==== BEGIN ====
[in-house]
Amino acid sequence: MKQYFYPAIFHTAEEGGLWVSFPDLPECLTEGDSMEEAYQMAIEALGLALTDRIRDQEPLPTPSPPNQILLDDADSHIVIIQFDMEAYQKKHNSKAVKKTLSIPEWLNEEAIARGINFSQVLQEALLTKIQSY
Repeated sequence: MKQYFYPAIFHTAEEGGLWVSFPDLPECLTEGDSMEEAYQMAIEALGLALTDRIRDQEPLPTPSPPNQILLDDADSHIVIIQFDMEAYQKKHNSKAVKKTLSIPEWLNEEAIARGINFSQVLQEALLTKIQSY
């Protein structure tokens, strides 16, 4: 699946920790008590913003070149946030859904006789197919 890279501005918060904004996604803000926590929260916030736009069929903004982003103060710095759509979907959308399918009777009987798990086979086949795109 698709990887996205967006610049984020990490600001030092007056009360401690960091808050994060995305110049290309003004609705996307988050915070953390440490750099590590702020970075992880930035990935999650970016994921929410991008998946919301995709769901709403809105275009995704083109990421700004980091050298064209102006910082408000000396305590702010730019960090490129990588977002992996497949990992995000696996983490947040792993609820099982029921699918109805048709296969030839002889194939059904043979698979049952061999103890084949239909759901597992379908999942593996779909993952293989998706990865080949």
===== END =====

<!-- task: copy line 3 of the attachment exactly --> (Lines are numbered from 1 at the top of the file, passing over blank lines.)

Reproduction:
Repeated sequence: MKQYFYPAIFHTAEEGGLWVSFPDLPECLTEGDSMEEAYQMAIEALGLALTDRIRDQEPLPTPSPPNQILLDDADSHIVIIQFDMEAYQKKHNSKAVKKTLSIPEWLNEEAIARGINFSQVLQEALLTKIQSY